Unconsumption: What do you know about wikis?

Posted by Rob Walker on April 7, 2009
Posted Under: Unconsumption

To follow up on yesterday:

What I would like to see happen next in the unconsumption project is the creation of an unconsumption wiki.

I envision it being a better version of this page I created a while ago — where I tried to roll up a lot of information about good ways to (responsibly, satisfyingly) get rid of used-up stuff of all kinds. I liked the idea of creating a resource, but it became really clear really quickly that it was impractical to do it the way I was trying to.

A wiki seems better because it wouldn’t depend on me — anybody could contribute and improve it and add to it at any time. I believe it could be a great source.

I don’t know anything about wiki creation, so my colleague Tom Hosford has looked into it a little bit (exploring options like Mediawiki; Wikia; PBwiki). But I’ll cut to the chase: We could use some help.

1. If you have an opinion about any of the wiki tools just mentioned, or others not mentioned, tell me.

2. Better: If you know (or want to learn) how to build a wiki and you want to get involved in this project, let me know.

Reach me here: murketing@robwalker.net.

Or if you know somebody who want to get involved, pass it along and have them get in touch.

I think this could be a really cool and useful thing, that would have a very positive impact. And I am willing to push, handle, and take responsibility for certain aspects of it — but only if I believe that others are really into it, too, and are willing to truly get involved.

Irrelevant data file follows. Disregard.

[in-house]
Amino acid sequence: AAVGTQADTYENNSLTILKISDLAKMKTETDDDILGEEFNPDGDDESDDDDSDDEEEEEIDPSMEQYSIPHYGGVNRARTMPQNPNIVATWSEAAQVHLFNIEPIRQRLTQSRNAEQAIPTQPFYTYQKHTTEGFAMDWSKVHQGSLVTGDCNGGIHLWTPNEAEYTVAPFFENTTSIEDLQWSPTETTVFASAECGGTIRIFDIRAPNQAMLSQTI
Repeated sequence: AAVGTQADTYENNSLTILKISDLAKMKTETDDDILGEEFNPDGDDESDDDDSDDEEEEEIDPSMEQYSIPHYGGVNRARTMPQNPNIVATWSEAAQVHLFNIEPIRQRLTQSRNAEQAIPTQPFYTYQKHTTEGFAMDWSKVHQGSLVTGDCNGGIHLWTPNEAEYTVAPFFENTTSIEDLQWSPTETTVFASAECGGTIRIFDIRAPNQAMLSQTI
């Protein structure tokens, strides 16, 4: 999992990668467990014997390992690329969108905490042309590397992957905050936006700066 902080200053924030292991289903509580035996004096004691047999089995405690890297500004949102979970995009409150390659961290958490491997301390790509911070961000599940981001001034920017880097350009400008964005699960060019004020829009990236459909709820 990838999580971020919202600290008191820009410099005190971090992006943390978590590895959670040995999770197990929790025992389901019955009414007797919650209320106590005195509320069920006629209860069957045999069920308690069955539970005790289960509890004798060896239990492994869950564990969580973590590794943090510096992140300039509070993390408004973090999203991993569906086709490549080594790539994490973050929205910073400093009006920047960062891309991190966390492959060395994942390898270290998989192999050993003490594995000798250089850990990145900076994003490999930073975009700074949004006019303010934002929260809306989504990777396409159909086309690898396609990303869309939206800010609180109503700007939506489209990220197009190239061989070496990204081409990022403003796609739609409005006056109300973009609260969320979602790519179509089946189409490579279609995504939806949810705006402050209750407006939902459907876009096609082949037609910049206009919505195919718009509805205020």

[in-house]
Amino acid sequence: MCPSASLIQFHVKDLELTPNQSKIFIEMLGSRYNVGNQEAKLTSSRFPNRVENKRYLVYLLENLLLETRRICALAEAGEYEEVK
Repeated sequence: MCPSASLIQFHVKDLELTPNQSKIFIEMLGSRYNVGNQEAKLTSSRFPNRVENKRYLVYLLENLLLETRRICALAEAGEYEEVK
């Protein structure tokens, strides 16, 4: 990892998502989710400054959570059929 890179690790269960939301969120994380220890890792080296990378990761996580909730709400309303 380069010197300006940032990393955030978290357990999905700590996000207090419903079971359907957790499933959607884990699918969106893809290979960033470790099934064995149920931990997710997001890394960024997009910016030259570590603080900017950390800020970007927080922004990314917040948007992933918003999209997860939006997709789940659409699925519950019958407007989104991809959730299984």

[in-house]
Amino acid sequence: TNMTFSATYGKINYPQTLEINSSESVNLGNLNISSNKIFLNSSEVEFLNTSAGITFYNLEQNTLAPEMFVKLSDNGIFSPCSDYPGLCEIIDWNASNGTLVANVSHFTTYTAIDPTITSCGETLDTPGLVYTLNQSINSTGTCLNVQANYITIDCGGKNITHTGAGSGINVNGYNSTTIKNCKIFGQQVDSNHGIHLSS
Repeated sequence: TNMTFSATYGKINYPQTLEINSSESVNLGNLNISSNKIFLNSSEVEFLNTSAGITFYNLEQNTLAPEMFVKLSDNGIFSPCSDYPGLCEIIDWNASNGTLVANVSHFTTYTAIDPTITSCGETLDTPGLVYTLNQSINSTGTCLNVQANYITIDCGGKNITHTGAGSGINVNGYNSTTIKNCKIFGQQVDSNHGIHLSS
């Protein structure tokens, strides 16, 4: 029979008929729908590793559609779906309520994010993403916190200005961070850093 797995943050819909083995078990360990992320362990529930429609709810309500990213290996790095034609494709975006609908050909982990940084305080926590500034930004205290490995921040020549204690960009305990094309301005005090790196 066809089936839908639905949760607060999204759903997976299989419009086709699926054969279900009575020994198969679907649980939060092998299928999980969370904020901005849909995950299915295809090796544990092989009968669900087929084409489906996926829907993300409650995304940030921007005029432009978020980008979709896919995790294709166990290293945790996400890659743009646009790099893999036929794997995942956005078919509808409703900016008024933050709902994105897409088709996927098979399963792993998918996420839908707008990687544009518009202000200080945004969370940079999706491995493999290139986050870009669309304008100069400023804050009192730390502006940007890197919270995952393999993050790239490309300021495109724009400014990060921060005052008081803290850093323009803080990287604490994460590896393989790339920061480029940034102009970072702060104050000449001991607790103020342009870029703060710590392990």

So … I hope to hear from you!

Further diversion may be found at MKTG Tumblr, and the Consumed Facebook page.

Reader Comments

Some of my work colleagues and I just started a wiki using Wikispaces:


We’re pretty happy with it so far. Ours is an inivitation-only wiki; i.e., only people who’ve received an invitation to it and have joined it can update it. So that’s one issue you should think about or look into; do you want to allow anyone to modify your wiki (probably not), or do you want to control the process? (You could have a note on the home page like “Want to add to this wiki? Send me an email and I’ll send you an invite.”)

Written By Brian Zabcik on April 7th, 2009 @ 2:29 pm

http://www.wetpaint.com is another good wiki-builder. I’ve used it for professional projects.

Written By Gladys Santiago on April 7th, 2009 @ 7:32 pm


This all I’ve seen in the wine world.

Written By Dr. Horowitz on April 8th, 2009 @ 2:09 pm

Thanks for checking out PBwiki.

It looks like you already know what you’re talking about but I thought I would give you two quick tips I’ve seen from working at a wiki company.

Successful wikis take a lot of work in the beginning – usually it’s just two people sharing information before the community jumps in to participate.

Here are my two quick wiki tips:

1) Make sure you set the context so folks know how to interact with your wiki and you should definitely seed content on important pages. (http://twitter.pbwiki.com/ does that well)

2) Talk about the wiki, link to it, share unique content there — continue to encourage your community to participate. (That’s how Paul got so many people on his http://crm20.pbwiki.com/)

Pretty simple tips ;)

– Kristine (I work at PBwiki)

Written By Kristine on April 8th, 2009 @ 3:57 pm

for me, using something non-commercial, open licensed, and open source is always important. I would point you to dokuwiki, which I have used for a few projects, does not require a database, and therefor is pretty easy to set up. And wikispot.org which is a non-profit, free, hosted service to help communities create wikis. Both are great and would work for what you’re describing.

Written By Steve Lambert on April 17th, 2009 @ 12:55 am

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